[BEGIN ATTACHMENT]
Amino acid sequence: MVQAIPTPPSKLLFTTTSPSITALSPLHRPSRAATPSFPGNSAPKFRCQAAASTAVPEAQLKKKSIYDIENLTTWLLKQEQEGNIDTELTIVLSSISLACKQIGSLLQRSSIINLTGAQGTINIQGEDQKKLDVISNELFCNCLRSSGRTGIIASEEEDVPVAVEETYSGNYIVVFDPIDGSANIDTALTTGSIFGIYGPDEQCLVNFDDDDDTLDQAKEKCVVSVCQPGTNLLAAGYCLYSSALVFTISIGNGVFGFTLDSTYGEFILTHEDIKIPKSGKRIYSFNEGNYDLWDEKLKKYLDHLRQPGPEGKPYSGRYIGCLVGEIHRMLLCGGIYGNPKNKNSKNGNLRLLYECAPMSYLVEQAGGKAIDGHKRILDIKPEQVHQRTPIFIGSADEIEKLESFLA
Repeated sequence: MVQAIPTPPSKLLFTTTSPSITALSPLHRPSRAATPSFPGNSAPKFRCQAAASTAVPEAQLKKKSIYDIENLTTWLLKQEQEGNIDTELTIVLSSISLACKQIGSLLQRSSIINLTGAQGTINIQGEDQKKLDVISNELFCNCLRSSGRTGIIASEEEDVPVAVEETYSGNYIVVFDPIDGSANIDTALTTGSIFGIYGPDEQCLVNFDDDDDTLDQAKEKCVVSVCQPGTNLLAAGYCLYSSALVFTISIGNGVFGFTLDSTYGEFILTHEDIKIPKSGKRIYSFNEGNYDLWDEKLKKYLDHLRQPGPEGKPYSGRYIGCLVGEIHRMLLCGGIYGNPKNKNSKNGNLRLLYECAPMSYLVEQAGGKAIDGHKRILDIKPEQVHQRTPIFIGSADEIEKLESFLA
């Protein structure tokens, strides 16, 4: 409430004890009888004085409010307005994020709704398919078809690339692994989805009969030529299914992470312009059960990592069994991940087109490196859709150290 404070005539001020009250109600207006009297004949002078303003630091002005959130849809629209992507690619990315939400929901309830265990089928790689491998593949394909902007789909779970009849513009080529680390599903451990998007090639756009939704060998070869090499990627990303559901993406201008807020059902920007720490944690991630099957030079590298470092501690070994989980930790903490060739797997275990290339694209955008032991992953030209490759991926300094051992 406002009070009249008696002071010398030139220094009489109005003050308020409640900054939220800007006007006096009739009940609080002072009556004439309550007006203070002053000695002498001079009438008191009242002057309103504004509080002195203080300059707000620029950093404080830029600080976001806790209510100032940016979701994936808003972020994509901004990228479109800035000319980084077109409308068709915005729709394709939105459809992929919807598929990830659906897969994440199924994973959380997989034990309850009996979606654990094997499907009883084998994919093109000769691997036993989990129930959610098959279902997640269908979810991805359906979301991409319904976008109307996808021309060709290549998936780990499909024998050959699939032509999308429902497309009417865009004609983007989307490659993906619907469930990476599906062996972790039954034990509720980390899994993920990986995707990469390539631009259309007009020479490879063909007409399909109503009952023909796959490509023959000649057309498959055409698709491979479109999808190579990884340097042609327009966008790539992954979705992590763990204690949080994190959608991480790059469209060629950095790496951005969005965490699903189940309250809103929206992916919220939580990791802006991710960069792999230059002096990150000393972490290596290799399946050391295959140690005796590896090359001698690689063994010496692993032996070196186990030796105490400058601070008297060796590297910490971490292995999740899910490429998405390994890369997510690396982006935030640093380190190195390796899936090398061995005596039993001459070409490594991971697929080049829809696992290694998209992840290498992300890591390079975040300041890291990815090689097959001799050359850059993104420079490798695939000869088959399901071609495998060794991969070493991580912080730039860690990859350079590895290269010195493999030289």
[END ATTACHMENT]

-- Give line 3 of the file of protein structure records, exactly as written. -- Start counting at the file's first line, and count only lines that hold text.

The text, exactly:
């Protein structure tokens, strides 16, 4: 409430004890009888004085409010307005994020709704398919078809690339692994989805009969030529299914992470312009059960990592069994991940087109490196859709150290 404070005539001020009250109600207006009297004949002078303003630091002005959130849809629209992507690619990315939400929901309830265990089928790689491998593949394909902007789909779970009849513009080529680390599903451990998007090639756009939704060998070869090499990627990303559901993406201008807020059902920007720490944690991630099957030079590298470092501690070994989980930790903490060739797997275990290339694209955008032991992953030209490759991926300094051992 406002009070009249008696002071010398030139220094009489109005003050308020409640900054939220800007006007006096009739009940609080002072009556004439309550007006203070002053000695002498001079009438008191009242002057309103504004509080002195203080300059707000620029950093404080830029600080976001806790209510100032940016979701994936808003972020994509901004990228479109800035000319980084077109409308068709915005729709394709939105459809992929919807598929990830659906897969994440199924994973959380997989034990309850009996979606654990094997499907009883084998994919093109000769691997036993989990129930959610098959279902997640269908979810991805359906979301991409319904976008109307996808021309060709290549998936780990499909024998050959699939032509999308429902497309009417865009004609983007989307490659993906619907469930990476599906062996972790039954034990509720980390899994993920990986995707990469390539631009259309007009020479490879063909007409399909109503009952023909796959490509023959000649057309498959055409698709491979479109999808190579990884340097042609327009966008790539992954979705992590763990204690949080994190959608991480790059469209060629950095790496951005969005965490699903189940309250809103929206992916919220939580990791802006991710960069792999230059002096990150000393972490290596290799399946050391295959140690005796590896090359001698690689063994010496692993032996070196186990030796105490400058601070008297060796590297910490971490292995999740899910490429998405390994890369997510690396982006935030640093380190190195390796899936090398061995005596039993001459070409490594991971697929080049829809696992290694998209992840290498992300890591390079975040300041890291990815090689097959001799050359850059993104420079490798695939000869088959399901071609495998060794991969070493991580912080730039860690990859350079590895290269010195493999030289």